I just inherited a couple hundred acres of pristine woodland in New England. I'm a nature-lover, so my first impulse is to keep the land as-is, letting campers, trekkers, and wildlife just use it as they like. But the taxes are killing me.

The taxes are so high that I think of either (a) giving it away to a conservation society (which would be unfortunate, because the land was bought by my great-great-grandfather and has been in the family since); or (b) logging the land, or somehow getting some money out of it to pay off (part of) the taxes.

Do you guys/gals have any creative suggestions on how I can manage this land without going bankrupt? I also thought of, for example, leasing it to a university.

  • 7
    What did your relative who you inherited from do with it? Was he/she very wealthy and chose to just pay taxes? You might want to verify that there isn't a trust that was established to pay these taxes by the previous previous owner or anything like that (which could also encumber the land).
    – Joe
    Commented Jan 26, 2015 at 16:02
  • 8
    Be careful, giving it away does not mean you won't owe taxes on it. In fact it might incur additional gift taxes that you'd have to pay. This actually raises an interesting question. Do you have to accept an inheritance?
    – JohnFx
    Commented Jan 26, 2015 at 17:53
  • 2
    Have you checked both the current appraisal value, and the zoning? You might check with the local government about whether it could be rezoned to reduce the taxes.
    – mkennedy
    Commented Jan 26, 2015 at 18:27
  • 1
    You might also look to see if there are any 'preservation area' rules in that state/county (eg, you declare 90% of it to be agriculturally preserved, and you can't ever build on it, but the assessed value can drop significantly if residential land values are high)
    – Joe
    Commented Jan 27, 2015 at 1:15
  • @JohnFx In PA you don't have to. One of the 3 major categories of blighted property my town's redevelopment authority has on it's chronic problem list are buildings (mostly houses) where the owner died and his/her heirs refuse to accept inheritance of it. Commented Jan 27, 2015 at 5:33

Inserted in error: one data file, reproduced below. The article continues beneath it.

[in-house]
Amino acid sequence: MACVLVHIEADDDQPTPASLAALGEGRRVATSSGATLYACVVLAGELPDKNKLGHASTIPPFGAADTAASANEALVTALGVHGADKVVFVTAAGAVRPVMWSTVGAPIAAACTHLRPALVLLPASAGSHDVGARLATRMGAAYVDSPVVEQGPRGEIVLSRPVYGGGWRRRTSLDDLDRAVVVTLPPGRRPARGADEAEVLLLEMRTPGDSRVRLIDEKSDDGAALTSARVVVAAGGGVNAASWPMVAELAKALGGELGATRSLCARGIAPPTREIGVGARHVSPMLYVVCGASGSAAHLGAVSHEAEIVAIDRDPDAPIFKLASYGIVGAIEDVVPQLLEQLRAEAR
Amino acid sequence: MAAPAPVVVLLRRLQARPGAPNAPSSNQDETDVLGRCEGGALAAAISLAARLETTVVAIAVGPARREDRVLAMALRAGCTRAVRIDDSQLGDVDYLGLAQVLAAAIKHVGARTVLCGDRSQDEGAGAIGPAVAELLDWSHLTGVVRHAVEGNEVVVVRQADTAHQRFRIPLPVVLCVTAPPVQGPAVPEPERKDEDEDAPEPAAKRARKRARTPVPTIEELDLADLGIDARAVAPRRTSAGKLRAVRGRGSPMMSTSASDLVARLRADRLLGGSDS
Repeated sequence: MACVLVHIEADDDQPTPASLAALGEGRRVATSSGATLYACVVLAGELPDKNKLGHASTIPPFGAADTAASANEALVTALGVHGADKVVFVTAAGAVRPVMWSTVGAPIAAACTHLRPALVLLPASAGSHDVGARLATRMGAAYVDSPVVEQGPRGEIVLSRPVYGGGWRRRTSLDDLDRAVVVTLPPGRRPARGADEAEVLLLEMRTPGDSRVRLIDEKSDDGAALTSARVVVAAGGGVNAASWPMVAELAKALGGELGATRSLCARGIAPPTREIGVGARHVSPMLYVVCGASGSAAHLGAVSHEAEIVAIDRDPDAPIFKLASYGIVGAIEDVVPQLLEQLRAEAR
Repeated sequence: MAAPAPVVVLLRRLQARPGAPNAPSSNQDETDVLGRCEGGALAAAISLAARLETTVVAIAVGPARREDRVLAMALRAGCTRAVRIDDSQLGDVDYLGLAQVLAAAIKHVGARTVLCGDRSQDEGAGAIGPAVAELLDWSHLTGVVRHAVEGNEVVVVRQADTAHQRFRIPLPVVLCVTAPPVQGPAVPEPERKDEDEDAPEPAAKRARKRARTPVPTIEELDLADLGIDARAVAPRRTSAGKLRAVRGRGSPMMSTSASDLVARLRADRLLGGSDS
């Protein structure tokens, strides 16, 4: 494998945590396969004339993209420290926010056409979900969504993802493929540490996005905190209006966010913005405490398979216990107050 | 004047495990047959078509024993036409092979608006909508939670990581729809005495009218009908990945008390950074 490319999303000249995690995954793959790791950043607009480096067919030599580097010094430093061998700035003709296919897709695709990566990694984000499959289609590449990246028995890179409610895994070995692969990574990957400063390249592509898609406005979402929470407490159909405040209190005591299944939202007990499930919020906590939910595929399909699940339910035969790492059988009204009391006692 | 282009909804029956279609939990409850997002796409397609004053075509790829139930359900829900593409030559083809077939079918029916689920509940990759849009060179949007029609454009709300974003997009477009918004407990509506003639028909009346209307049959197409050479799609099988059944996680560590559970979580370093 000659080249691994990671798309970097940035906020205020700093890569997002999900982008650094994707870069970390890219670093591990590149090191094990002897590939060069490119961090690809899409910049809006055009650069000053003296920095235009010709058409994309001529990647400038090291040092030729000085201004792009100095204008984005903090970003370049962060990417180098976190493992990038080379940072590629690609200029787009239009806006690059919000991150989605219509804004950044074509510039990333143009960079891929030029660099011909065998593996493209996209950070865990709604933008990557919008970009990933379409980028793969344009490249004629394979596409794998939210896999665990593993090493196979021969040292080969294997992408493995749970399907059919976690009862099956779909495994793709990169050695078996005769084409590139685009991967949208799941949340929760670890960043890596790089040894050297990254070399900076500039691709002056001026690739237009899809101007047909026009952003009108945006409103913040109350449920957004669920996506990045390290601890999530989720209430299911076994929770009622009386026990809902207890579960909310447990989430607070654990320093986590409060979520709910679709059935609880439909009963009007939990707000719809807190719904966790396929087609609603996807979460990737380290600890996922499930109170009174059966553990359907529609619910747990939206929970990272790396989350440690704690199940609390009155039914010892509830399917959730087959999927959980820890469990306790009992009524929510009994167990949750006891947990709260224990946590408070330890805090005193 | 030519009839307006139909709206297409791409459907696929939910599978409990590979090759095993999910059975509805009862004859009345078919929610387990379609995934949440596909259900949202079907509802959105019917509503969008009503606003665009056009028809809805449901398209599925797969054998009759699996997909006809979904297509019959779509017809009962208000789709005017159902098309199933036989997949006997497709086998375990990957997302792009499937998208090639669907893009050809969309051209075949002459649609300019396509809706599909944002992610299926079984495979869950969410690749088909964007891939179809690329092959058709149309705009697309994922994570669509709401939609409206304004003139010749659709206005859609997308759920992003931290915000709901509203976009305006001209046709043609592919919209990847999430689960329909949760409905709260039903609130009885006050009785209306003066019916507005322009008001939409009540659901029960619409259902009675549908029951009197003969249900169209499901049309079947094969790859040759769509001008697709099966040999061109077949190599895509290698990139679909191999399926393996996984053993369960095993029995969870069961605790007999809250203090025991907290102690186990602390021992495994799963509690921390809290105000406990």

5 Answers 5


In some jurisdictions you can donate the development rights. You and the family still own it, but nothing can ever be built on it. In some cases you will still be able to build a cabin or similar structure on a few acres, but the bulk has to be left natural.

The advantage is that by giving away the logging or other development rights the land loses much of its value, thus reducing the tax value of the land. There are some hoops that you need to jump through, but this is not an unusual transaction.

Another choice it to see if the land touches any similar conservation areas. It can be possible to donate the land to the government or other conservation group, but it would revert to the family if they ever tried to sell or develop the land. Because you don't own it you would not have to pay taxes, but hikers, canoeists and campers could still use it. By donating the land to the same organization a your neighbors it can streamline the paperwork for people who want to through hike.


You could rent it out to hunters, or a charge a fee for camping on it. If you log it, you can often get Federal assistance in paying for replanting. You can also get certifications that your timber is being grown and harvested sustainably, making future timber more valuable, while minimizing the environmental impacts of harvesting on the property.